As a kid, I was completely taken by the Lone Ranger and his sidekick Tonto.
As a kid, I was completely taken by the Lone Ranger and his sidekick Tonto. In the early '50s, I listened to the radio serial, which began in 1933 and ran for some 21 years, followed by the TV series, which started in 1949 and ended in 1957. It was all glorious.
Here's the backstory, which my friends and I endlessly discussed: The year is 1869. A posse of Texas Rangers, to include John Reid, is ambushed in a box canyon by a gang of outlaws. Reid was the only survivor. Grievously wounded, he was found by an Indian, Tonto, who nursed him back to health. Together, they decide that for Reid's safety (the killers still were out there), he should be anonymous, hence the mask.
On television, Reid's face was never shown. He was always the masked man. Anonymous and mysterious. The stuff of legend. And what a legend it was, embraced by a generation of boys (and likely some girls) who had only to hear Rossini's "William Tell Overture" to raise goosebumps.
In many ways, the Lone Ranger was as much a superhero as were Superman or Batman, who also fought for truth and justice and the American way. And like them he was always in disguise, his secret identity an integral part of his persona, the man with the obscure past and a cache of silver bullets. He was irresistible.
It is surprising that Disney and its stable of writers did not quickly discover that you cannot make a contemporary and credible film about a masked man who has an Indian sidekick, no matter how much money and special effects/CGI are at your disposal, unless you are prepared to be serious and subtle and artful about a narrative sans shtick.
Case in point is the newly released "The Lone Ranger," which, sadly, is a train wreck. First the filmmakers can't decide who the audience is — kids or adults? So they try and split the difference. Johnny Depp plays Tonto in white face (a nice reversal), an eccentric, campy Native American with a dead bird on his head, his Indian-pidgin English masking his intelligence. But what worked in "The Pirates of the Caribbean," wherein he created a charming, idiosyncratic Captain Jack Sparrow, doesn't work in this movie. Depp can't seem to avoid becoming a mugging caricature.
And for reasons known only to the studio, Armie Hammer portrays Reid as a dim-witted, naïve, pacifist Easterner, no matter how despicable and villainous the bad guys are, example being Butch Cavendish (William Fichtner), who eats a man's heart with graphic relish.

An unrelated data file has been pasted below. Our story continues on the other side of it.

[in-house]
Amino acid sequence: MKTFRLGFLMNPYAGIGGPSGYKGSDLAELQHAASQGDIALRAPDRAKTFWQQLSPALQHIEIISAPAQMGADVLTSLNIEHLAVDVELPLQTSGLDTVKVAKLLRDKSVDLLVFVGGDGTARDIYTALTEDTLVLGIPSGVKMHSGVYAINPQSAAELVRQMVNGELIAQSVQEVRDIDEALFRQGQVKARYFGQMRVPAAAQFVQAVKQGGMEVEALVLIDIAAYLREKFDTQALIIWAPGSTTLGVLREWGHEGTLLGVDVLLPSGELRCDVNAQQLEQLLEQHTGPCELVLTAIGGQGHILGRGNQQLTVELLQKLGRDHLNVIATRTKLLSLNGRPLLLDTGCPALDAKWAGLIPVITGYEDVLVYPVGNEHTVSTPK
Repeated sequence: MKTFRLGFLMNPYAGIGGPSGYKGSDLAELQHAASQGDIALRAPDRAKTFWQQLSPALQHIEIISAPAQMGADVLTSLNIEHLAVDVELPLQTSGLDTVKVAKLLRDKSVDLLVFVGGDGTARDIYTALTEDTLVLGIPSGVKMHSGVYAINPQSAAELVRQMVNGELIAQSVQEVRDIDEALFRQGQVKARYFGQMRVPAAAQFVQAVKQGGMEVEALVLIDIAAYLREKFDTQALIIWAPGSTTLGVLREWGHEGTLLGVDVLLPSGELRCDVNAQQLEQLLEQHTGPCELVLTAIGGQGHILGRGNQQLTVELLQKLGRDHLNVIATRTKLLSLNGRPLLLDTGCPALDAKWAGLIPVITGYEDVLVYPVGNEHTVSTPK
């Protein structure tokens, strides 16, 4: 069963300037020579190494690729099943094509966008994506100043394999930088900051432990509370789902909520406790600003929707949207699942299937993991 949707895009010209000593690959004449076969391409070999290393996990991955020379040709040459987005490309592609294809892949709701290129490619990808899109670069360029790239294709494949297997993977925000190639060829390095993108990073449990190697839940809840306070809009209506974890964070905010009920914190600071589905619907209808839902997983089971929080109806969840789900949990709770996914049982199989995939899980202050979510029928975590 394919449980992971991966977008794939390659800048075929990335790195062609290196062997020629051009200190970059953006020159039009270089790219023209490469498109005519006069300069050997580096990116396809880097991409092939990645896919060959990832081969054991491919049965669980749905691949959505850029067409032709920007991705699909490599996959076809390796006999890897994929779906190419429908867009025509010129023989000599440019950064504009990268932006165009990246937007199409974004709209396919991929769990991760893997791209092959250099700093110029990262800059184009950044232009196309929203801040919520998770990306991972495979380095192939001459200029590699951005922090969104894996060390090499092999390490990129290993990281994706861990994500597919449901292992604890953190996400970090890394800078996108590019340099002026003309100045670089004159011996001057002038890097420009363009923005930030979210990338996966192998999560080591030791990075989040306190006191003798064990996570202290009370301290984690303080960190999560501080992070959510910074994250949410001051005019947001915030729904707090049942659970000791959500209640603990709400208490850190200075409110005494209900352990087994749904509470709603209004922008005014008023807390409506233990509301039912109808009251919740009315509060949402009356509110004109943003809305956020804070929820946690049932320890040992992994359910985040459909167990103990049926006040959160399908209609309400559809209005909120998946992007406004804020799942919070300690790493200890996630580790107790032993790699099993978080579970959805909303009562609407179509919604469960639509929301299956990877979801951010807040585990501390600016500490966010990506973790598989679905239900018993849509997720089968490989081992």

What the studio forgot was that "The Lone Ranger" of yesteryear is actually a compelling and serious kids' adventure story about a masked man who, with his trusted sidekick, tried always to do the right thing and, of course, always prevailed. Whether that's translatable to the sensibilities of today's audience is a $250 million gamble.
When Hollywood does buddy-roadie films, it's usually not "Thelma and Louise." It's Jamie Foxx and Tatum Channing in "White House Down."
Surprisingly, "The Heat" pairs two solid actresses who clearly relish playing the odd couple (recall Jack Lemmon and Walter Matthau): fastidious, rigid, career-minded FBI agent, Sarah Ashburn (Sandra Bullock) and over-the-top, grungy Boston police detective, Shannon Mullin (Melissa McCarthy). It's a combination made for comedy.
And indeed the film does have laugh-out-loud moments. Regarding the plot? Not to worry. It's a thin rationale that sends Ashburn to Boston to find a reputed drug lord; however, her core mission is quickly forgotten, traded in for a plethora of brief vignettes that are stacked one on top of the other like so many Legos.
Are these set-ups funny? Many are. But they also become a bit tiresome, as Mullin is perpetually foul-mouthed (there are a reported 180 imaginative uses of the "F" word), coarse, vulgar, abrasive, crude and simultaneously charming and genuinely likable.
Ashburn spends most of her time looking like an IRS accountant and is perpetually appalled. The perfect foil for Mullins' no inhibitions, say whatever comes into your head, out of control, street-smart cop.
They're oil and water, frenemies from the start. Of course, they warm to each other when forced to share the same squad car.
So this all begs the question: is "The Heat" worth the price of a ticket? Well, yes and no. You will be entertained. You will laugh. You might be appalled. You decide.
— Chris Honoré